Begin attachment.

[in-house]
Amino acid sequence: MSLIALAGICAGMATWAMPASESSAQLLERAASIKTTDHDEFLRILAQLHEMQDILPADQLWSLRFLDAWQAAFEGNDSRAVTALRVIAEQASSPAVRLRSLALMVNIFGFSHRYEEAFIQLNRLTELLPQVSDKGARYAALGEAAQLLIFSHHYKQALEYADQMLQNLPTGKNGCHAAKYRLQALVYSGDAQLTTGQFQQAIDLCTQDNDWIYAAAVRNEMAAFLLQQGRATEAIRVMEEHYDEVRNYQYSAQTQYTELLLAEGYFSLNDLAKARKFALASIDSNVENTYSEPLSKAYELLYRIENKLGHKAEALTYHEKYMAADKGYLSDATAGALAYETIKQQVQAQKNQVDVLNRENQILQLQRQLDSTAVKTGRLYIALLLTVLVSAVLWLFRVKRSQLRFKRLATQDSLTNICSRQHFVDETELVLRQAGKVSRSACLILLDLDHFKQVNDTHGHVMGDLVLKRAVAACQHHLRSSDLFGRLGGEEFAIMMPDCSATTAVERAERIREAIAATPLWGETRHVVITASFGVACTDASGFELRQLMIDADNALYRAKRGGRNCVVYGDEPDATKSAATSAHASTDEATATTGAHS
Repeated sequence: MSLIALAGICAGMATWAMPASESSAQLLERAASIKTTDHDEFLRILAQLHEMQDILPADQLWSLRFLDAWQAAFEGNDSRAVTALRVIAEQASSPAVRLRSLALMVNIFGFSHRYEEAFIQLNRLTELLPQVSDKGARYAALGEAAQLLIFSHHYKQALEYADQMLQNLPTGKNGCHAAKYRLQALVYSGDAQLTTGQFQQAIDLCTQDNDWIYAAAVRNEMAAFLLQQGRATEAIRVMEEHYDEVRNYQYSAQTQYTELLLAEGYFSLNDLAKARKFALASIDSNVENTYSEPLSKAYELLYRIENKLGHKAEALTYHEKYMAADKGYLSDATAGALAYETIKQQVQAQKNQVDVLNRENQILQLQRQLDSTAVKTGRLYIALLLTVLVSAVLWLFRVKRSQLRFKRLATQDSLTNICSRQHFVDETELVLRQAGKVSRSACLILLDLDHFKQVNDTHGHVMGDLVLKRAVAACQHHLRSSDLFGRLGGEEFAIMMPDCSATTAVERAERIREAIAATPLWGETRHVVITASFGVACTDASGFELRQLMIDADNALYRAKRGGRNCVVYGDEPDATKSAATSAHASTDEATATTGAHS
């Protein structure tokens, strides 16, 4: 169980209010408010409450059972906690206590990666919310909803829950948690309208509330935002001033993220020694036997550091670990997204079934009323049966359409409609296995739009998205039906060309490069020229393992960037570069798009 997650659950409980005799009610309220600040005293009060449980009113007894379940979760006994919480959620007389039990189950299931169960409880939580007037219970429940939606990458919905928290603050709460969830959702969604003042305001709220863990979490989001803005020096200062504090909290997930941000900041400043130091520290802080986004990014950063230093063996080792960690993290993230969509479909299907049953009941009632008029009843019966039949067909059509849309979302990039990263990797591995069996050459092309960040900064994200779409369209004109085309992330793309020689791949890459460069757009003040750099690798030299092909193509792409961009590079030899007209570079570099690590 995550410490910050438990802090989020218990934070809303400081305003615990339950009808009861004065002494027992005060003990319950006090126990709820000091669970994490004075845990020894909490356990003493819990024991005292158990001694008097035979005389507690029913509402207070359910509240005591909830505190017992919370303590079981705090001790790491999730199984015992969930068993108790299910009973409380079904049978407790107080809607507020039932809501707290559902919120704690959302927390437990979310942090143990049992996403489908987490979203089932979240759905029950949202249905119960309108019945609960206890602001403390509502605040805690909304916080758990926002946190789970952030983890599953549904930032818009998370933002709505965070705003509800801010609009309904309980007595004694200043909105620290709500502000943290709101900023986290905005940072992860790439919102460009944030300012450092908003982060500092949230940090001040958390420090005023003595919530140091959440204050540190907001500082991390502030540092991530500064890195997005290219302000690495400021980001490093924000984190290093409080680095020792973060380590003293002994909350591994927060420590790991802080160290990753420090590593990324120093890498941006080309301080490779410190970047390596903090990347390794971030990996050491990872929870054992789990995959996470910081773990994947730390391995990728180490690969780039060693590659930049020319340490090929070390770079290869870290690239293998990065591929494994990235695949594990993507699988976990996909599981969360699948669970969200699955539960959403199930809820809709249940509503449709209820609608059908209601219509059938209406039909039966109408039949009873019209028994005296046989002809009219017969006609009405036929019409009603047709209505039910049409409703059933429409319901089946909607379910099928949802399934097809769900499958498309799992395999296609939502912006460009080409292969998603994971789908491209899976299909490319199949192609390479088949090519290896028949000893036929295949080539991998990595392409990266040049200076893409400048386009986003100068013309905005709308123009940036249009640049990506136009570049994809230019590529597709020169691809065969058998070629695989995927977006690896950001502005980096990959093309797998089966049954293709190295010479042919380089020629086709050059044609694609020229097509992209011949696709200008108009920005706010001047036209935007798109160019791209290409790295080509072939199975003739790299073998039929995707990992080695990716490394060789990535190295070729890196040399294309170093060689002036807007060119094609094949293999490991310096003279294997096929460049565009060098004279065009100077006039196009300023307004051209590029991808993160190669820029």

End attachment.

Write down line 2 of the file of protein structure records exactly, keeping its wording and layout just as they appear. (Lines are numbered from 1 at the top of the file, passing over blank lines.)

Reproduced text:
Amino acid sequence: MSLIALAGICAGMATWAMPASESSAQLLERAASIKTTDHDEFLRILAQLHEMQDILPADQLWSLRFLDAWQAAFEGNDSRAVTALRVIAEQASSPAVRLRSLALMVNIFGFSHRYEEAFIQLNRLTELLPQVSDKGARYAALGEAAQLLIFSHHYKQALEYADQMLQNLPTGKNGCHAAKYRLQALVYSGDAQLTTGQFQQAIDLCTQDNDWIYAAAVRNEMAAFLLQQGRATEAIRVMEEHYDEVRNYQYSAQTQYTELLLAEGYFSLNDLAKARKFALASIDSNVENTYSEPLSKAYELLYRIENKLGHKAEALTYHEKYMAADKGYLSDATAGALAYETIKQQVQAQKNQVDVLNRENQILQLQRQLDSTAVKTGRLYIALLLTVLVSAVLWLFRVKRSQLRFKRLATQDSLTNICSRQHFVDETELVLRQAGKVSRSACLILLDLDHFKQVNDTHGHVMGDLVLKRAVAACQHHLRSSDLFGRLGGEEFAIMMPDCSATTAVERAERIREAIAATPLWGETRHVVITASFGVACTDASGFELRQLMIDADNALYRAKRGGRNCVVYGDEPDATKSAATSAHASTDEATATTGAHS